Live Out Our Faith
When we look around us, we will notice that a large portion of the world is in turmoil. In the past month, we have witnessed the Middle East uprising and its domino effect. Then at the opposite end of Asia, in northeast Japan, an earthquake and a tsunami killed thousands and impacted many more.
In times like these, we as the Lord's disciples, are challenged to consistently live out our faith according to Jesus's words: "No one who puts his hand to the plow and looks back is fit for service in the kingdom of God" (Luke 9:62).
John Stott in his book The Radical Disciple mentioned that the words Christian and disciple imply a relationship with Jesus, although 'disciple' could be the stronger word of the two because it implies the relationship of pupil to the teacher.
Our common way of avoiding radical discipleship is to be selective, choosing areas in which our commitment suits us. However, when we acknowledge Jesus as Lord, we have no right to pick and choose but to submit fully to His authority.
Let us examine three basic principles of discipleship gleaned from a Christian leader.
We often use this word when we are led into full-time ministry. We make it exclusive, that it is for some and not for others. But there is an interesting verse in Matthew 22:14 in which Jesus said, "Many are called, but few are chosen" (KJV), at the end of his teaching in the Parable of the Wedding Banquet.
The Lord demands complete obedience from us. Dietrich Bonhoeffer said, "Only he who believes is obedient; only he who is obedient believes." That means God does not want us to be a "bottom line believer". He wants believers who are prepared to allow Him to transform them. That was what the apostle Paul's calling was about when God told Ananias, "I will show him how much he must suffer for my name" (Acts 9:16)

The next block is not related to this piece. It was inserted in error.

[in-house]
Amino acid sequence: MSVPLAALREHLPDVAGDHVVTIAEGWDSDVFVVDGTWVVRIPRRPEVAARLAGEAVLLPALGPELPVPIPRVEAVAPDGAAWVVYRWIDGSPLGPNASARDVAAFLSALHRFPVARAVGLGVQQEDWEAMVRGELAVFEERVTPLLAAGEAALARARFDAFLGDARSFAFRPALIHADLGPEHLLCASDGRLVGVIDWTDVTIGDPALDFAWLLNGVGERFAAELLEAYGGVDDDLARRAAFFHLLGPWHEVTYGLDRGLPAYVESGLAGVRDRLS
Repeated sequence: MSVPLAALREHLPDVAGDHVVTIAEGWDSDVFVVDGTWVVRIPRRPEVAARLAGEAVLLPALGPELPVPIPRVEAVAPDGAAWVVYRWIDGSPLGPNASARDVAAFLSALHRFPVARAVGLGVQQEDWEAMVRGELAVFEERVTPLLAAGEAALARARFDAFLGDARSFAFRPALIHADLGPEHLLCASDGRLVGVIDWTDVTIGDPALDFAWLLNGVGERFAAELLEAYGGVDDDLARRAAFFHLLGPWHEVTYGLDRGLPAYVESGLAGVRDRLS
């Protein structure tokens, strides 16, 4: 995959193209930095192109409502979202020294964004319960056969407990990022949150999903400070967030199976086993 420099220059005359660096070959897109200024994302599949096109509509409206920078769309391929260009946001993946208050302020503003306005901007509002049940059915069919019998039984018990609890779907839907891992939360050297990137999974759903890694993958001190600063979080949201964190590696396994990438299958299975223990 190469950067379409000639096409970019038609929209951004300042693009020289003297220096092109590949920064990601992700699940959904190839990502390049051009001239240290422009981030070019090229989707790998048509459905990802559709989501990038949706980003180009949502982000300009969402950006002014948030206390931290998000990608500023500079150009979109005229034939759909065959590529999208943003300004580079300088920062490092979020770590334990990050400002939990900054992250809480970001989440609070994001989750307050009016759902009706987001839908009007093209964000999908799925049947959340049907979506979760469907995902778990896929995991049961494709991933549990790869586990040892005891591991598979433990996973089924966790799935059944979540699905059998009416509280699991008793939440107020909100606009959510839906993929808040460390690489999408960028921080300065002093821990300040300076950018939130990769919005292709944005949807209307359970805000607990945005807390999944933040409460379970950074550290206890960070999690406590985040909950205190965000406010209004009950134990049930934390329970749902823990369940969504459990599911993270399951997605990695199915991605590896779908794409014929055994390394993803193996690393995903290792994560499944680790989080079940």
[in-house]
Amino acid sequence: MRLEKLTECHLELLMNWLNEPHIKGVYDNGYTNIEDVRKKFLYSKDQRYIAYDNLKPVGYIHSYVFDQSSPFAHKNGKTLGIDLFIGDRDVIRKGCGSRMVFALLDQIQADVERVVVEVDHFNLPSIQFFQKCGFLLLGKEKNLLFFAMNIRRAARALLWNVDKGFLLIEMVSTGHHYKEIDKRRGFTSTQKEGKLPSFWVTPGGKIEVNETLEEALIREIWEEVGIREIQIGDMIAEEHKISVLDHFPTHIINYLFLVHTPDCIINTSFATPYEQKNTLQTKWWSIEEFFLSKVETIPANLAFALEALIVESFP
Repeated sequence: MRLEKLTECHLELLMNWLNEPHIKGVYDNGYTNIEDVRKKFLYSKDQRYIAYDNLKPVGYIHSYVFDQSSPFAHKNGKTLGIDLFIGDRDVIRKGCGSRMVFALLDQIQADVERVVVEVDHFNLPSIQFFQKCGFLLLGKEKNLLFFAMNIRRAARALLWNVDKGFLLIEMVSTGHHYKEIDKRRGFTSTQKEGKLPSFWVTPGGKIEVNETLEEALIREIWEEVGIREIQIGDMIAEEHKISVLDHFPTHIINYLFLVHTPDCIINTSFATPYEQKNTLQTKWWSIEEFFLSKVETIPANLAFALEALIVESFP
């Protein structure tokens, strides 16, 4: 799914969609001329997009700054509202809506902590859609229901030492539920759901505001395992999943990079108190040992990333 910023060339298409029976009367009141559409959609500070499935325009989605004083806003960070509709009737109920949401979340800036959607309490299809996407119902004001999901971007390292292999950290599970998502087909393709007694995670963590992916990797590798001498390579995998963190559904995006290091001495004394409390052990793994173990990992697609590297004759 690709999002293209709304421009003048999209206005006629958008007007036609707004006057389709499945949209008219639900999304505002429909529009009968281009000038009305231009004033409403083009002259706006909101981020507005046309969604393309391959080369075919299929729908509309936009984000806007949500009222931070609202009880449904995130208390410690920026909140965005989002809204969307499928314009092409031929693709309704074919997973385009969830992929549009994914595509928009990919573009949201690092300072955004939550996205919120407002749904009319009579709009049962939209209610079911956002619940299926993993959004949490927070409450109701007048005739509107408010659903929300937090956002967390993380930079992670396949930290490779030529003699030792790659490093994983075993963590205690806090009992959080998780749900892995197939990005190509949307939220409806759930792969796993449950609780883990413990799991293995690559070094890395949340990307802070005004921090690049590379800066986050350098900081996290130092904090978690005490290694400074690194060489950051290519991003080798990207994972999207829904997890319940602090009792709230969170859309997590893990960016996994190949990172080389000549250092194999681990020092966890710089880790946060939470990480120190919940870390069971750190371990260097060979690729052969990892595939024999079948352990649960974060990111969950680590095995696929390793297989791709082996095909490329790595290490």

Therefore, God's call on your life did not come with a list of guarantees but with His assurance of never-failing promises! (H.B. London)
It is not difficult to comprehend what cost means. We typically think of cost in monetary form like when we sacrifice a well-paid job or a career advancement. But cost is normally related to fear. When something costs us, we usually have fear.
We experience fear when we are in danger of losing something. Take the example of Simon Peter, who told the Lord, "Even if all fall away on account of you, I never will" (Matthew 26:33). Jesus responded, "I tell you the truth this very night, before the rooster crows, you will disown me three times" (vs.34).
Simon Peter knew the cost, yet he denied the Lord three times because fear caught hold of him. He feared losing his life and forgot that following Christ could cost him his life.
Our commitment should not be like the flash in the pan variety but instead we should be like the marathon runner who knows how to pace and finish the race well. As someone remarked, "People who drive need a destination." How true it is for we just cannot drive around not knowing where we are going.
The same applies to us as disciples of the Lord. Our commitment reflects our trust and faith in our Master. Our commitment gives us the motivation to keep our character and integrity pure as well as to serve with humility.
That is exactly what Jesus meant when he challenged us to take up our cross daily and follow Him - that we be willing to commit our lives to Him, to follow in His steps and even to die for Him.
To take up the cross may involve much persecution, which many have experienced in other countries. It is our attitude, not the amount of suffering and shame we endure that counts in God's sight.
To be overcomers in this world, we are reminded that we need to first be disciples of the One who has called us. God wants his people to become like Christ, for Christlikeness is the will of God for His people.